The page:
SUMMARY

A MEMS structure that can generate a large displacement, more than 500 microns, in one instance, within a small chip footprint are disclosed herein below.

In one aspect, the present disclosure provides a displacement amplification structure. The displacement amplification structure comprises a first beam and a second beam substantially parallel to the first beam, an end of the first beam coupled to a fixture site, and an end of the second beam coupled to a motion actuator; and a motion shutter coupled to an opposing end of the first and second beams; wherein, in response to a displacement of the motion actuator along an axis direction of the second beam, the motion shutter displaces along a transversal direction substantially perpendicular to the axis direction. The displacement of the motion actuator may be caused, for example, but not limited to, by one of thermal expansion, motion driven by piezoelectricity, motion driven by magnetic force, and motion driven by electrostatic force. The motion shutter may have, for example, but not limited to, a shape selected from one of a square, a rectangle, a circle, an oval, and a polygon.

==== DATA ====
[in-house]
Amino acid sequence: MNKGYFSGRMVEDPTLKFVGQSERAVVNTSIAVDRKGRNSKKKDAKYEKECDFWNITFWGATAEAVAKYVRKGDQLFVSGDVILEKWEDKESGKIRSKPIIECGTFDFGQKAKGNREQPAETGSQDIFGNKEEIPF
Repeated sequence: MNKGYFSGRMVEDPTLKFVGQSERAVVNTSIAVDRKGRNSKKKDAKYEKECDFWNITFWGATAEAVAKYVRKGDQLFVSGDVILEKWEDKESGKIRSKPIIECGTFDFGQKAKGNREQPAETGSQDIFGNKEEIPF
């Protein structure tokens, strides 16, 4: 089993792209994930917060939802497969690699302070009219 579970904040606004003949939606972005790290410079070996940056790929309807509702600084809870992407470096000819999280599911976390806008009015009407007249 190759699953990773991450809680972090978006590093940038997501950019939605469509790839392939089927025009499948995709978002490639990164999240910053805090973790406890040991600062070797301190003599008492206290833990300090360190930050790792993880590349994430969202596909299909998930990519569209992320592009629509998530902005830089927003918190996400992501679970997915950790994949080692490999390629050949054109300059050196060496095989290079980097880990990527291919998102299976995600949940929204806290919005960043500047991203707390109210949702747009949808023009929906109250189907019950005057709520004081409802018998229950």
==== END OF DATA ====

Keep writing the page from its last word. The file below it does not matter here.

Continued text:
In one embodiment, the displacement of the motion actuator along the axis direction ranges from about 25 to about 50 microns, and the motion shutter displaces a distance along the transversal direction for about 500 to 1,000 microns.

In one embodiment, the first and second beams have a strip shape and comprise an elastic material.

According to another aspect, the present disclosure provides a MEMS device. The MEMS device comprises a frame including a fixture site, the frame defining an actuating region and a response region; first and second electrodes in the actuating region and mechanically coupled to the frame; a motion actuator in the actuating region and electrically coupled to the first and second electrodes; first and second beams in the response region, the second beam being substantially parallel to the first beam, wherein an end of the first beam is coupled to the fixture site, and an end of the second beam is coupled to the motion actuator; and a motion shutter in the response region and mechanically coupled to an opposing end of the first and second beams.